We can’t hear you, and we need to.
The book revealed what we all sensed, that many evolutionary biologists and colleagues in allied disciplines doubted that Darwinism (natural selection acting on random mutation) is the chief source of variation in life forms. In so doubting, they demonstrated a commitment to reason and evidence. But they didn’t thrill the many plods and timeservers who shove Darwinism at the public as “”evolution.”
Science journalism today usually means waving pom poms at “scienceyness.” So we naturally wondered who is actually providing a venue for a serious look at the evidence?
Naturally, I was curious about the publication and its editor, Alastair Thompson. Mazur offers a look here:
I had the best start an American journalist could hope for over four decades ago, as a writer at Hearst Magazines. But by the late 1980s, I began looking to the British print media for more internationally savvy showcases, finding The Economist magazine particularly receptive to my stories. The editors at the old Economist understood the world, the magazine took lovely risks, its language was rich, its satirical art exhilarating, and I later developed a similar relationship with the Financial Times. But when those two publications entered the US market in a big way and had to accommodate a more conservative mainstream audience, I began to look further away for venues, for “fiercely independent” online venues. In 2004, I found what I was looking for in New Zealand’s Scoop Media, following an introduction to Alastair Thompson by Catherine Austin Fitts of Solari.
Alastair Thompson was fairly young at the time, with tremendous revolutionary zeal, sporting a blonde ponytail. While the ponytail is now gone, Alastair’s enthusiasm for raw truth in journalism persists.
It’s rare in publishing when a journalist finds an editor and publisher (we have never actually met) who is both hands-off content and will defend the writers he presents. Not only has Alastair showcased and syndicated my stories for a decade, he has personally run my stories in forums, like Democratic Underground – taking on the Darwin fundamentalists and other cultists, e.g.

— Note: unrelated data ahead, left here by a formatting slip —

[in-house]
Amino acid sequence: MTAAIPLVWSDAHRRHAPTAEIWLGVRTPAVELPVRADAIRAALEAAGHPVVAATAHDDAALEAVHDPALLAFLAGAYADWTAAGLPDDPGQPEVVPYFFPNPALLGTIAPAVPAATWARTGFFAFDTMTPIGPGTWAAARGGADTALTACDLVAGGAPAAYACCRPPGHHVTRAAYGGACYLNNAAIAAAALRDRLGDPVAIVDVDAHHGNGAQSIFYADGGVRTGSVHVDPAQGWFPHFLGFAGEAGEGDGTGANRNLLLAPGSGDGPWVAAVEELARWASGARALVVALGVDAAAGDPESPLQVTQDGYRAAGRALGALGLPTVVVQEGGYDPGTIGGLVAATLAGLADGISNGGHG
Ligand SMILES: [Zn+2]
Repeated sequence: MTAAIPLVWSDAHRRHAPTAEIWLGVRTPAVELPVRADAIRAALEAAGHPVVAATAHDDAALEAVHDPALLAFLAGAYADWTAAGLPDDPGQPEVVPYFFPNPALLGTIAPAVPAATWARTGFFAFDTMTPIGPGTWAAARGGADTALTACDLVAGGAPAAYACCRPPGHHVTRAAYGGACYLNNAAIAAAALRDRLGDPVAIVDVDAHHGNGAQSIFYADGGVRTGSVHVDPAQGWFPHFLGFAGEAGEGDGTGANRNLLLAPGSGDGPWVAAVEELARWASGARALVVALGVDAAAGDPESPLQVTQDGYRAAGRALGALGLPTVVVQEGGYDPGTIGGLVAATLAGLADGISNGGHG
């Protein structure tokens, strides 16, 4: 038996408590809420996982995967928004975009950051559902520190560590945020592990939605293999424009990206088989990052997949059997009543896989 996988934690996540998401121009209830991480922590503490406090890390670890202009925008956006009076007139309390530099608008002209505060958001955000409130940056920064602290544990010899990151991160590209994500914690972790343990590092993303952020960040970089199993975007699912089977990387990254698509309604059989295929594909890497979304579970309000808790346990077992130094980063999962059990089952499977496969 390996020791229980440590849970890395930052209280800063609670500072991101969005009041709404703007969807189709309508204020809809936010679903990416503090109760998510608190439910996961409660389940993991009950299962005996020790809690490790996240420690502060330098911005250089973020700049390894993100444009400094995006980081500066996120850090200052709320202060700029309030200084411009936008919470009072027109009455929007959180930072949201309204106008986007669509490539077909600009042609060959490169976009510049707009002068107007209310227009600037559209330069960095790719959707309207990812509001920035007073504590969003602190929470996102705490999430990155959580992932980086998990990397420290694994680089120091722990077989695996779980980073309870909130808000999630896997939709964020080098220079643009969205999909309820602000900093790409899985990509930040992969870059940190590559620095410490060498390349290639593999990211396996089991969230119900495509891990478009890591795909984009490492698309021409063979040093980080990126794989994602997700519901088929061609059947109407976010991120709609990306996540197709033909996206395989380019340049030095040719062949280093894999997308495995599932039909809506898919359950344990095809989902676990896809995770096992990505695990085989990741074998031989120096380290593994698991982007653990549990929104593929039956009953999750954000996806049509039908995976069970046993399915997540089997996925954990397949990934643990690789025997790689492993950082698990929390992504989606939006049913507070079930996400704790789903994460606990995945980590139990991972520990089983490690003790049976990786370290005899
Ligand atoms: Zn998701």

It was Alastair who, in 2008, single-handedly generated an E-book from my assorted evolution stories featured on Scoop, a book that infuriated the science establishment because it went out in front of an emerging story about evolution paradigm shift. Commenting on the first article published: “Altenberg! The Woodstock of Evolution?” — Science magazine noted my reporting “reverberated throughout the evolutionary biology community.”
Then the science establishment began to imitate the reporting. The catchy title “Woodstock of evolution” was used — without attribution — by Nature magazine months later on its cover to promote its own story on Altenberg. Under public pressure, Nature was forced to run a “Correction” admitting first use by me in Scoop online. Nature would not acknowledge, however, that “the Altenberg 16” — which had become a famous term in science circles — was coined online in the same Scoop story.
I wish the science media had imitated her kind of coverage more. Many have just bought themselves bigger pom poms.
But that, in fairness, is probably what many “sciencey”-minded readers want. Genuine curiosity about how the world works is probably as rare as it has ever been, and seeking confirmation of what earns a safe living, with a chance to feel superior to one’s neighbours, is as common as ever.
Readers will recall that I’ve also been offering snippets from Mazur’s current book, The Origin of Life Circus, including this one: “Origin of life: Highlights of Suzan Mazur’s interview with researcher Corrado Spadafora”
Anyway, one might bookmark Mazur at Scoop. Or as some of us like to say, find out what’s going on while it is still safe to know.
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